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Keys to Interview Preparation

It has been said Napoleon won his battles in the tent. In other words, he did his planning before he joined the battle so that every contingency could be properly examined. You never know what may happen on the battlefield, but by being prepared, you can eliminate much of the uncertainty and nervousness, and know how to respond to different scenarios.  As always, get a good night’s sleep before the interview.

Be prepared to answer questions about your career goals; the best project you managed; your worst mistakes; and where you hope to be in 2/5/10 years.  How you respond to every question must be carefully evaluated. Negative comments are sometimes more memorable than positive comments.

Tips for the initial Phone Interview:

Generally, the first contact a prospective employer has with you is on the phone.  They want to test the waters to get to know a little more about you before investing in an on-site interview. This is your chance to make a good first impression, and here are some tips to help secure that face-to-face interview. Remember, your interviewer will not be able to see your body language so you must pay extra attention to presenting a positive impression verbally.

  1. Know what time the interview is to take place (do not forget to consider what time zone from which they will be calling). Give yourself plenty of time to collect your thoughts beforehand. Relax. Make sure you know the correct pronunciation of the interviewer’s name and his/her title. It’s a good idea to write it down next to the phone.
  2. Choose an area where you will not be disturbed. Make the family aware of the interview so there will be no interruptions.
  3. Have a copy of your resume in front of you for reference.
  4. Have a pen and paper ready to take notes.
  5. Sit up straight, or even better, stand up. This will help your voice projection. Remember they cannot see you, so concentrate not only on what you say but also how you say it.
  6. Pay attention to your grammar. Speak clearly and directly into the receiver. Enunciate, never mumble.
  7. Have a high level of energy. Stay up-beat.
  8. Make your answers pertinent and concise. Avoid rambling.
  9. Let them know that you’re interested in the job opportunity. This is your chance to earn an on-site interview.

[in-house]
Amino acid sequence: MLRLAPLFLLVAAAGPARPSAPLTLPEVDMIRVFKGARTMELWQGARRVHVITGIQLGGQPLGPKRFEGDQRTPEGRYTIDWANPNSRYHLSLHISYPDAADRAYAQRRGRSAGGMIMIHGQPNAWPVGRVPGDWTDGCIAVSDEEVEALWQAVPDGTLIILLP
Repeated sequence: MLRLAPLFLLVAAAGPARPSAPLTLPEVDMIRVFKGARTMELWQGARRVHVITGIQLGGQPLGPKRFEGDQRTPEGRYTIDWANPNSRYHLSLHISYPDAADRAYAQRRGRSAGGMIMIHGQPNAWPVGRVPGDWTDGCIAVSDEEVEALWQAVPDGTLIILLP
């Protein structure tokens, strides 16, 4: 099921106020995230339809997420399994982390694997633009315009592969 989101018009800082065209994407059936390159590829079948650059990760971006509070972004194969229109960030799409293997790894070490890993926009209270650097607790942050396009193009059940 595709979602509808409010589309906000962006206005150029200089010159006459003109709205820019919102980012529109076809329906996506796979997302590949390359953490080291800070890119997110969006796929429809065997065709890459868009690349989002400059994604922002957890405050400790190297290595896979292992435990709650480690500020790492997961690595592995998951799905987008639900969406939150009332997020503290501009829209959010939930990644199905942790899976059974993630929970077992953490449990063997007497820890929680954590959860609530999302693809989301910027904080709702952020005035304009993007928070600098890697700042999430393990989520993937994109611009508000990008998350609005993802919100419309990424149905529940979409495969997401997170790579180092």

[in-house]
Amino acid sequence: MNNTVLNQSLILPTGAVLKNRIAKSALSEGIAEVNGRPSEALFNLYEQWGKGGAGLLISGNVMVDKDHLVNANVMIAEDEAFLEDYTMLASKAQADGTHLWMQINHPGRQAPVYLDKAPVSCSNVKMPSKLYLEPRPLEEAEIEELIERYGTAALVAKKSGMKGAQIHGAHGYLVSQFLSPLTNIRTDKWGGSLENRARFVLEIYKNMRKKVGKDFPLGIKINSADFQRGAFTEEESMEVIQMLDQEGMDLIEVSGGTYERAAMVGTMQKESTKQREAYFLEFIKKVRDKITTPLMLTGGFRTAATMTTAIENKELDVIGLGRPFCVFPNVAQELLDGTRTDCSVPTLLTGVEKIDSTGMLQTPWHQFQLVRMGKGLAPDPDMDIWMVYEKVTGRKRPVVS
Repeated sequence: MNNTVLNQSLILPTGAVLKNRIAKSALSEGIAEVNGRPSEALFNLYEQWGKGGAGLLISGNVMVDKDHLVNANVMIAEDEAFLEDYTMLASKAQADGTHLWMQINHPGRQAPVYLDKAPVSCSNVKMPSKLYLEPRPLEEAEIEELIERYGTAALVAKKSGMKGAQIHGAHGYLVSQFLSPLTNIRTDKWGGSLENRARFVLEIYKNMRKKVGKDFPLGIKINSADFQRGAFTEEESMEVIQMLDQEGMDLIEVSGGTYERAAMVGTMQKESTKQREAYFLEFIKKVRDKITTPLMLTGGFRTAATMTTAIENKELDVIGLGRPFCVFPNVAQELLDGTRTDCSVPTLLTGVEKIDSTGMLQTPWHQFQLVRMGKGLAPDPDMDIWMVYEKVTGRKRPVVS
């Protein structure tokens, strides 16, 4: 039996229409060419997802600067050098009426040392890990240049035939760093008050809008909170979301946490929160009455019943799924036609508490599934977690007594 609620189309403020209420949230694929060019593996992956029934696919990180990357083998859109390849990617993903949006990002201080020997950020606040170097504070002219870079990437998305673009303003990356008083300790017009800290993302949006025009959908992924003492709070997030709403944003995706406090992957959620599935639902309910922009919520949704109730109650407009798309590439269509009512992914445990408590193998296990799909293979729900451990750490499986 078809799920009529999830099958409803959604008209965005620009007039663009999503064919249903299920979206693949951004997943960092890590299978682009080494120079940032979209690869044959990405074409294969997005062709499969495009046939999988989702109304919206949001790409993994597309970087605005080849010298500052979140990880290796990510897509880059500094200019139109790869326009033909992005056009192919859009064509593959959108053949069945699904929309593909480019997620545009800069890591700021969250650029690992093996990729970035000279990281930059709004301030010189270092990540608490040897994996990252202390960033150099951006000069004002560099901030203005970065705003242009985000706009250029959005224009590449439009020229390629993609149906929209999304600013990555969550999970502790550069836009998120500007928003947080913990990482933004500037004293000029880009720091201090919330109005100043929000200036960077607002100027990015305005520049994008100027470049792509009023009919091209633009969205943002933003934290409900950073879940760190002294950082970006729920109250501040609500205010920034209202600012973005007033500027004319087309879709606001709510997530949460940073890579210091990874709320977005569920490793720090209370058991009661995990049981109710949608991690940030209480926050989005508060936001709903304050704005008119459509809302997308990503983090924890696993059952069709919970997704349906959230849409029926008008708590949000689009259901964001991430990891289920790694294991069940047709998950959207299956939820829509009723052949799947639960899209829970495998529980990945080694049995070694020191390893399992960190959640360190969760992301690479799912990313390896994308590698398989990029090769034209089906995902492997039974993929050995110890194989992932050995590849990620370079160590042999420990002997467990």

10. Make sure that you enjoy the experience. It shows! You want to earn the opportunity to interview on-site.

Tips for the On-Site Interview:

  1. The Resume

    Study your resume before the interview so that you are completely familiar with everything in it. Refresh your memory on the facts and figures of your present/former employer. You will be expected to know a lot about your current or previous company. Bring a resume for each person you meet. Be sure to bring at least your resume and your business card since they are the most important props you need.

    Carry a leather folder or day planner to take notes or to keep information that the company may give you during the interview. A briefcase is fine, but a folder is preferred. Always bring two pens.

  2. Directions to the Interview Location

    Make a copy of directions to the interview location. Also, bring cash for parking so that you never need to ask the company to validate a parking stub or pay for parking. It is common courtesy to pay your own expenses for a local interview.

    If the employer covers the interviewing expenses for an out-of-town interview, wait until the interview has concluded (or the next day) to discuss reimbursement. The company may prepay major expenses and reimburse you for items such as car rental, cab fare, hotel, and meals.  You should pay for non-essential expenses such as phone calls from your room or the bar tab from the lounge in the lobby.

    Arrive for an interview when you are scheduled. It can annoy an employer to be told that the candidate for a 9:00 interview is in the lobby at 8:35. If your appointment is at 9:00, then arrive very close to 9:00. Carry a cell phone with you so that if you are running late, you can call to reschedule for later that day, or if not, later that week. If something unexpected occurs that you cannot control, simply explain the situation to the employer once you arrive. Once on-site, be sure to turn off your cell phone and pager.

  3. Appropriate Dress and Appearance

    We like to think we are judged on our qualifications and skills. However, clothes can make the person. To think otherwise is to ignore reality. Dress conservatively and preferably in darker colors. Pay attention to all facets of your dress and grooming.

  4. Name and Title of the Interviewer(s)

    Before the interview, find the names of your interviewers, and what their functions and titles are.

    It can be beneficial to know if you and the people you meet have anything in common like hometowns, schools, professional achievements, or personal interests.  These commonalities can break the ice at the beginning and create a bond with the interviewer.

  5. Understanding the Company’s Hiring Procedure

    To understand the hiring process, you should ask these questions:

    1. Can you describe to me the hiring procedure for this position?
    2. Are there any tests? Drug tests may be referred to as “physicals.” They may take a few days to schedule and process.
    3. How long would it take before you make a decision?
    4. Do you have any finalists?
    5. Who would make the hiring decision?
  6. Background Information on the Company

    Take time to go to the library and research the Internet to get information about the company and its history. Know their Mission Statement. Knowing something in all of these categories could significantly increase your odds of being hired:

    1. The Company’s personnel: Know the major players and who was recently hired or let go.  It is a good idea to know the history of the company and who the founders were. 
    2. The Company’s basic structure: What are the products or services they provide and to which customers, what are the various divisions, and whether they are privately or publicly held?